Rabboni (steam tug)

Rabboni was a steam tug that operated on the west coast of the United States starting in 1865.

Name: Rabboni
Builder: George Middlemas[1]
Launched: April 9, 1865, at San Francisco.[2]
General characteristics
Type: steam tug
Tonnage: 48.67 regist.[3]
Length: 100 ft (30.48 m)[2]
Beam: 23 ft (7.01 m)[3]
Depth: 9 ft (2.74 m) depth of hold
Installed power: single cylinder high pressure steam engine; cylinder bore 24 in (61.0 cm) ; stroke 28 in (71.1 cm); reengined in 1900 to compound steeple type engine.[2]
Propulsion: propeller (8.5 ft (2.59 m) diameter.[2]


Rabboni was built in San Francisco, California, and launched on April 9, 1865. The tug was brought north to the mouth of the Columbia river, arriving in July 1865, and reaching Portland, Oregon on July 29, 1865. The vessel was commanded by Capt. Paul Corno, who was also its main owner. En route Rabboni had stopped at Coos Bay and procured a three-month supply of coal, and picked up 18,000 board feet of lumber.

On August 10, 1865, Rabboni towed in the bark Almatia, which became the first vessel towed across the Columbia bar by a regular tug.[3] Rabboni was considered a good tug for the time, but ran into opposition at the Columbia from the bar pilots and prejudice among sailing ship owners against steam craft of any kind. In March, 1866 Rabboni proving unable to win sufficient business, was returned to San Francisco.[3]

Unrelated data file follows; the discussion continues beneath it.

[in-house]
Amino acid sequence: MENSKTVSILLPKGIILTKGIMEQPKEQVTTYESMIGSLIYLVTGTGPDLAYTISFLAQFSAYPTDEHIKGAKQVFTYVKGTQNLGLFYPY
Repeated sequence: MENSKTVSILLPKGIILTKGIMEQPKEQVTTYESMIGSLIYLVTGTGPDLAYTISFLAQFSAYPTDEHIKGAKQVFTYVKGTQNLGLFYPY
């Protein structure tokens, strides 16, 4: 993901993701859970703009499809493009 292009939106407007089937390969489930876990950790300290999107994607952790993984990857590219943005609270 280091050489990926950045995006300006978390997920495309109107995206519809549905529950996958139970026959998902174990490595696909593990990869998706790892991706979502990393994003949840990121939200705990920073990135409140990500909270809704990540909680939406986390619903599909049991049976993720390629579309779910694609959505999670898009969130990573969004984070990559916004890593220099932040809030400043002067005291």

After many years out of the area, Rabboni was returned to the Pacific Northwest, this time to the Strait of Juan de Fuca, in an effort to pick up tow work from inbound ships headed for ports in Puget Sound. This placed Rabboni in opposition to the powerful Puget Sound Tug Company, and again Rabboni proved unable to compete.[2] There was thereafter no steam tug on the Columbia river bar until 1869.[3]

In 1890, Rabboni came under the ownership of F.B. Cornwall. By 1898 Rabboni had been laid up for some time at the Stetson and Post lumber mill in Seattle. The Klondike gold rush created a great demand for shipping, which resulted, as one historian as written, in “large number of old vessels pulled off the mudflats and out of backwater sloughs from Oakland Creek to British Columbia."[4] Rabboni was one of these vessels, and was refitted for tow work in Alaska, but proved to be unsuccessful.[2]


In 1900, Rabboni, still owned by F.B. Cornwall, was rebuilt, and a new compound steeple-type steam engine was installed. Rabboni was last used in service for the Bellingham Bay Improvement Company, whose lumber mills were controlled by Cornwall.[2]


  1. Overland Monthly, at 293.
  2. Newell, ed. H.W. McCurdy Marine History, at 31 and 58.
  3. Wright, ed. Lewis and Dryden Marine History, at 138, 147, 397.
  4. Newell, H.W. McCurdy Marine History, at 31.


  • Newell, Gordon R., ed., H.W. McCurdy Marine History of the Pacific Northwest, Superior Publishing Co., Seattle, WA (1966)
  • Wright, E. W. (1895). Lewis & Dryden's Marine History of the Pacific Northwest. Portland, Oregon: Lewis & Dryden Printing Company.
  • Harte, Bret, “Evolution of Ship-Building and Shipping in California”, Overland Monthly, and Out West Magazine, Volume 25, at page 285 (1895)
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